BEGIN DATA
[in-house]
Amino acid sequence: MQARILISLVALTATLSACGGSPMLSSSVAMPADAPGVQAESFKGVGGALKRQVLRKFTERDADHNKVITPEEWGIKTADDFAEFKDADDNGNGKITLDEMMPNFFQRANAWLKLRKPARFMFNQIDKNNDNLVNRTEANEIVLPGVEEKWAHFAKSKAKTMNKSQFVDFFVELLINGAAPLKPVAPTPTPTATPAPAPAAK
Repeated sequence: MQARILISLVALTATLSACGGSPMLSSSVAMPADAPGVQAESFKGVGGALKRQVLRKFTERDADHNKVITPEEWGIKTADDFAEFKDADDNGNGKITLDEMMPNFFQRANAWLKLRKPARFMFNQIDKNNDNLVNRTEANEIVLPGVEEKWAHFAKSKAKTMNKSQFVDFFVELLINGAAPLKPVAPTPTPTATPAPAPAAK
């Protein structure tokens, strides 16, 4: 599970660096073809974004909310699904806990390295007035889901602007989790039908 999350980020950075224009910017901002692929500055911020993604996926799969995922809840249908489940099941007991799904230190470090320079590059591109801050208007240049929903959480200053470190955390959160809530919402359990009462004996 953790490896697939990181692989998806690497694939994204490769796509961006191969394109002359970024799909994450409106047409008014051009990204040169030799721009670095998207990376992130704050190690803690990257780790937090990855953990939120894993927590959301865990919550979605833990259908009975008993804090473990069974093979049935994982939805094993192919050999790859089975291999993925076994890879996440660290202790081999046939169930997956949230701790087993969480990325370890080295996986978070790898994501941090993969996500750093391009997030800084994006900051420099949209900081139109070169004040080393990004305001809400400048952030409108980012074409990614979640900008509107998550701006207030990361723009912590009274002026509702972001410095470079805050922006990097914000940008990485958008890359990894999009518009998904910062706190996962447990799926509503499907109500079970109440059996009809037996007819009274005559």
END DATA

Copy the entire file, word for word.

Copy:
[in-house]
Amino acid sequence: MQARILISLVALTATLSACGGSPMLSSSVAMPADAPGVQAESFKGVGGALKRQVLRKFTERDADHNKVITPEEWGIKTADDFAEFKDADDNGNGKITLDEMMPNFFQRANAWLKLRKPARFMFNQIDKNNDNLVNRTEANEIVLPGVEEKWAHFAKSKAKTMNKSQFVDFFVELLINGAAPLKPVAPTPTPTATPAPAPAAK
Repeated sequence: MQARILISLVALTATLSACGGSPMLSSSVAMPADAPGVQAESFKGVGGALKRQVLRKFTERDADHNKVITPEEWGIKTADDFAEFKDADDNGNGKITLDEMMPNFFQRANAWLKLRKPARFMFNQIDKNNDNLVNRTEANEIVLPGVEEKWAHFAKSKAKTMNKSQFVDFFVELLINGAAPLKPVAPTPTPTATPAPAPAAK
């Protein structure tokens, strides 16, 4: 599970660096073809974004909310699904806990390295007035889901602007989790039908 999350980020950075224009910017901002692929500055911020993604996926799969995922809840249908489940099941007991799904230190470090320079590059591109801050208007240049929903959480200053470190955390959160809530919402359990009462004996 953790490896697939990181692989998806690497694939994204490769796509961006191969394109002359970024799909994450409106047409008014051009990204040169030799721009670095998207990376992130704050190690803690990257780790937090990855953990939120894993927590959301865990919550979605833990259908009975008993804090473990069974093979049935994982939805094993192919050999790859089975291999993925076994890879996440660290202790081999046939169930997956949230701790087993969480990325370890080295996986978070790898994501941090993969996500750093391009997030800084994006900051420099949209900081139109070169004040080393990004305001809400400048952030409108980012074409990614979640900008509107998550701006207030990361723009912590009274002026509702972001410095470079805050922006990097914000940008990485958008890359990894999009518009998904910062706190996962447990799926509503499907109500079970109440059996009809037996007819009274005559």